Statler v. City of Dover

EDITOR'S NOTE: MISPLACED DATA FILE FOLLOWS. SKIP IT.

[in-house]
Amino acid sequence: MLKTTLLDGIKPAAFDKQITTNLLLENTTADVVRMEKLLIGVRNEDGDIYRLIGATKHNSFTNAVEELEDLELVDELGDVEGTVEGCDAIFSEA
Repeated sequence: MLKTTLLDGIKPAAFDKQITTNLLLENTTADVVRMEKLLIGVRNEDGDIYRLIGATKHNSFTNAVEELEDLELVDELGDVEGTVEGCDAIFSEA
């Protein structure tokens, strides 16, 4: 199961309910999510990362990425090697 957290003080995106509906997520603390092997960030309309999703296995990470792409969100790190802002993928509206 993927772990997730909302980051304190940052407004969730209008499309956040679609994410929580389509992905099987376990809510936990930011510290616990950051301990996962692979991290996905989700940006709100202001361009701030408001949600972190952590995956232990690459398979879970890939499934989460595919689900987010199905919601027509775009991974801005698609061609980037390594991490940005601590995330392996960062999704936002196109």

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COURT OF CHANCERY OF THE STATE OF DELAWARE JOHN W. NOBLE VICE CHANCELLOR 417 SOUTH STATE STREET DOVER, DELAWARE 19901 TELEPHONE: (302) 739-4397 FACSIMILE: (302) 739-6179 March 13, 2012 Steven Schwartz, Esquire Schwartz & Schwartz 1140 South State Street Dover, DE 19901 Re: William W. Pepper Sr., Esquire Schmittinger and Rodriguez, P.A. 414 South State Street Dover, DE 19903-0497 Statler v. City of Dover C.A. No. 7248-VCN Date Submitted: March 12, 2012 Dear Counsel: On January 23, 2012, the Code Enforcement Division of the City of Dover inspected Plaintiff Beach Drive, Dover, Delaware, with the aid of a search warrant. At the conclusion habitation. Statler v. City of Dover C.A. No. 7248-VCN March 13, 2012 Page 2 allowed to live there.1 On January 25, 2012, Defendant City of Dover sent Statler written notice that her home was found to be in violation Dangerous Buildings Ordinance . The Notice stated is scheduled to be presented to City Council as such on Monday, February 13, 2012, at 7:30 p.m. in accordance with the provisions of Article XI . . . [of the Ordinance], Section 22home was in violation of numerous provisions of the City Code, that the home had no utilities (furnace), and that it posed a fire hazard to its residents and the surrounding area. The Notice also cited portions of the definition met that definition. The Notice was the only document regarding the January 23 search that the City sent to Statler before the February 13, 2012 hearing (the . 1 Statler has since moved back into the house. At oral argument, the parties disputed whether the City had given her permission to do so. Statler v. City of Dover C.A. No. 7248-VCN March 13, 2012 Page 3 At the Hearing, the City Council voted, on the basis of the January 23 search, me, pursuant to Section 22-388 of the Ordinance,2 if Statler did not make a significant number of repairs to her home by February 23, 2012. On February 16, 2012, the City sent Statler a letter enumerating nineteen specific problems with her home that she would need to fix by February 23, 2012, to avoid demolition. Although acknowledging some progress, the City contends that Statler has failed to fix all of the problems identified in the February 16 letter, and has informed Statler that it plans to demolish her home on or after March 14, 2012. Statler has moved to enjoin preliminarily the City from demolishing her home. *** In order to obtain a preliminary must demonstrate: (1) a reasonable probability of success on the merits; (2) that . . . [she] will suffer 2 Section 22not decide whether the Statler residence qualified for emergency consideration. Statler v. City of Dover C.A. No. 7248-VCN March 13, 2012 Page 4 irreparable injury if an injunction does not issue; and (3) that the balance of the equities favors the issuance of the injunctio 3 *** Statler has shown a reasonable probability that the Notice failed to inform her adequately of the subject matter of the Hearing in violation of her right to due process. The Ordinance could be read to require that a building owner be provided with notice of any action the City might take at a hearing before that hearing occurs, and if that is what the ordinance requires, then the City failed to meet the requirements of the Ordinance. But even if the Ordinance does not require such notice, the Due Process Clause of the Fourteenth Amendment to the United States Constitution does. [D]ue process requires that the notice inform the party of the time, place, and date of the hearing and the subject matter 4 The Notice informed Statler that her home violated the City Codes in several ways: 3 In re Smurfit-Stone , 2011 WL 2028076, at *10 (Del Ch. May 20, 2011, revised May 24, 2011) (citations omitted). 4 Vincent v. E. Shore Mkts., 970 A.2d 160, 164 (Del. 2009) (citing Mathews v. Eldridge, 424 U.S. 319, 333 (1976)) (other citation omitted). Statler v. City of Dover C.A. No. 7248-VCN March 13, 2012 Page 5 that it did not have a furnace; that it posed a fire hazard;5 that it was unfit for habitation; that it threatened the general welfare; and that it was uninhabited. The City never informed Statler that the City Council might determine, at the Hearing, to demolish her house.6 Thus, Statler has shown a reasonable probability that the City violated the Due Process Clause by failing to provide her with adequate notice of the subject matter of the Hearing. *** Statler has also shown that she will suffer irreparable harm if an injunction does not issue. The house is of some value, even after the charges imposed by the City are subtracted. That value would be lost and not likely recovered from the City or elsewhere 5 of clutter 6 extreme amount of clutter and insanitary c The City, in the Notice, identified many items such as garbage and clutter that could have been readily addressed. Part of the problem, according to the City, is that the cost of any interior work that it might have performed could not be recovered through the lien process for governmental assessments. See 25 Del. C. ยง 2901. Statler v. City of Dover C.A. No. 7248-VCN March 13, 2012 Page 6 typically considered irrepar 7 Moreover, the house at 123 Blue Beach Drive *** Finally, although the City is understandably worried about this house, and there is evidence that it has been an ongoing problem, the equities, at least at this point, marginally . rtant, is not likely to be materially affected by having to pursue another enforcement process (assuming that is what the City chooses to do).8 *** For the foregoing reasons, the City is enjoined preliminarily from 2012 letter, the house (and pool) at 123 Blue Beach Drive, Dover, Delaware, until 7 Cochran v. Kent County Dept. of Planning Servs., 2006 WL 1510514, at *2 (Del. Ch. May 26, 2006). 8 In balancing the equities, it is important to recognize the negative impact of the Statler residence on her neighbors from aesthetics (the poor maintenance) to odors (the rotting food) to mosquitoes (bred in her dysfunctional swimming pool). Statler v. City of Dover C.A. No. 7248-VCN March 13, 2012 Page 7 further order of the Court. The City, in its discretion, may pursue another Code enforcement action, by providing appropriate notice and otherwise complying with the requirements of the Ordinance. This injunction is contingent upon the posting by Statler of an unsecured bond in the amount of $5,000. A further requirement is her posting of a cash bond in the amount of $2,500 by March 20, 2012. These bond amounts represent an estimate of the costs to the City if this order is entered improvidently. Final City reasonable opportunities to inspect the house and its grounds. IT IS SO ORDERED. Very truly yours, /s/ John W. Noble JWN/cap cc: Register in Chancery-K